Following an interesting thread on careers in Max/MSP, I came across a link to Joshs Rules of Database Contracting. I particularly like these ones:

  • Ask Not Whats Possible: the question is not what you can do, the question is how much the client is willing to pay for it and how long they will wait.
  • Time Substitutes for Money on a Logarithmic Scale: e.g cutting the time by 20% will require doubling the budget. Cutting the budget by 30% will quadruple the amount of time.
  • All Estimates are Optimistic: new application development will take three times as long as you expect, and cost twice as much. Or vice-versa.

Careers After Music Psychology

Richard Parncutt is asking for response from ex-music psychology students for the Careers After Music Psychology survey.

If you have studied music psychology at any time (even if just one course), we would be grateful for about 20 minutes of your valuable time.

Please participate regardless of whether or not your current occupation involves music or psychology in any way.

This questionnaire aims

  • to document the careers of ex-students of music psychology
  • to inform current students of music psychology about career opportunities
  • to develop career-oriented strategies for teaching music psychology
  • to promote music psychology among potential employers

I am very much looking forward to seeing the results of this research, and I hope (and expect) that they find people to end up in a wide range of disciplines.


I just learned about Eduroam:

Eduroam which stands for Education Roaming, is a RADIUS-based infrastructure that uses 802.1X security technology to allow for inter-institutional roaming. Being part of eduroam allows users visiting another institution connected to eduroam to log on to the WLAN using the same credentialsusername and passwordthe user would use if he were at his home institution. Depending on local policies at the visited institutions, eduroam participants may also have additional resources at their disposal. All this with a minimum administrative overhead.

Apparently UiO is a member through Uninett, and I see that there are lots of other members around Europe. I always have some kind of problem when connecting to networks at other institutions, so I am looking forward to test how Eduroam works next time I’m out travelling.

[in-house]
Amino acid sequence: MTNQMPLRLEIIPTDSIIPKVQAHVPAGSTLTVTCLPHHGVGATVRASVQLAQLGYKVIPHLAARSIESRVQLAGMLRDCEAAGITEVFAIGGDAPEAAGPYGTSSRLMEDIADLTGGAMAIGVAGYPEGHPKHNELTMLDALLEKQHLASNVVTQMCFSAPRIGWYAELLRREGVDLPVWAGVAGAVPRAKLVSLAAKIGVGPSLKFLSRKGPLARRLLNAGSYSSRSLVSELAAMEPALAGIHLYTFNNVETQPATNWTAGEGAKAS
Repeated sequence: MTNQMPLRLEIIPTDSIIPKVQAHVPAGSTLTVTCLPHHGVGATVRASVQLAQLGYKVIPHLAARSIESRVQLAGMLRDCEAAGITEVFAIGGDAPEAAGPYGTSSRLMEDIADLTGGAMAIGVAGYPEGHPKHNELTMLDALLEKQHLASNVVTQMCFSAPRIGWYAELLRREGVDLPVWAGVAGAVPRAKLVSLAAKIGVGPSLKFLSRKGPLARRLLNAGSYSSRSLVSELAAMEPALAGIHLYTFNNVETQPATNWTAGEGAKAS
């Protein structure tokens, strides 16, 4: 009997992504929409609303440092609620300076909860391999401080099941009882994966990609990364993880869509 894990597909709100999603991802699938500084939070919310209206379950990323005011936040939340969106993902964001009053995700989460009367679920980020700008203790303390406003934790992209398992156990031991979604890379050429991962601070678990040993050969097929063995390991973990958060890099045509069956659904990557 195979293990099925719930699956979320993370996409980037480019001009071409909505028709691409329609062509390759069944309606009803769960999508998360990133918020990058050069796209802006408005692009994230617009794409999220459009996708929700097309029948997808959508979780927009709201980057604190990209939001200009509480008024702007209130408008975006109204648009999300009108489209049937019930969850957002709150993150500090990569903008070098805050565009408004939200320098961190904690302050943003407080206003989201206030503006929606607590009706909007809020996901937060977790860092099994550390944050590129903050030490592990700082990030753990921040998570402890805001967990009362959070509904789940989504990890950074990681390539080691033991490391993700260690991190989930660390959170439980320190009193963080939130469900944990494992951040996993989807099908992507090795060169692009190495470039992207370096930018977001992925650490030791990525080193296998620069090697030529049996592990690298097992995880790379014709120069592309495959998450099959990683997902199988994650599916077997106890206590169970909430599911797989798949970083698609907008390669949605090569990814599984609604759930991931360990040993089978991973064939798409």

Everyone is working on solutions for creating semantic descriptors these days. The Norwegian book shop ø gives the user the opportunity to choose from a set of three descriptors and it will give you a list of books to choose from. Some of the adjectives seem to be based on words from psychological studies on emotions (e.g. happy-sad) while others are a bit more explicit (e.g. much-little sex). Anyway, it is great that we get some more human-friendly and semantically based alternatives to searching.


Idea, Concept, Product

Earlier today I went to the release seminar of a new book on creativity and idea development called Slagkraft – Håndbok i idéutvikling by Erik Lerdahl. In his introduction, Erik Lerdahl stressed the importance of creativity not being something that happens by random, but rather that it is a “muscle” that can be trained. Nice metaphor.

What I found most interesting during the seminar was the talk by Ragnar Johansen, the marketing director from Stabburet, a Norwegian food producer. His approach to creativity and design, he told, was very much focused on the business value. His take on the chain from idea to product was like this:

  • An idea has no value if it does not lead to a clear concept.
  • A concept is a development of an idea into something that gives value.
  • Translating a concept into a product is the hardest part.

He exemplified this through the process leading up to the launch a new sauce tube. However, this very practical and business-oriented approach sounded quite similar to how we are working when developing solutions for a music performance. There are always lots of ideas that have to be massaged into more concrete concepts, and then we have to face a number of technical and practical challenges when developing the final product.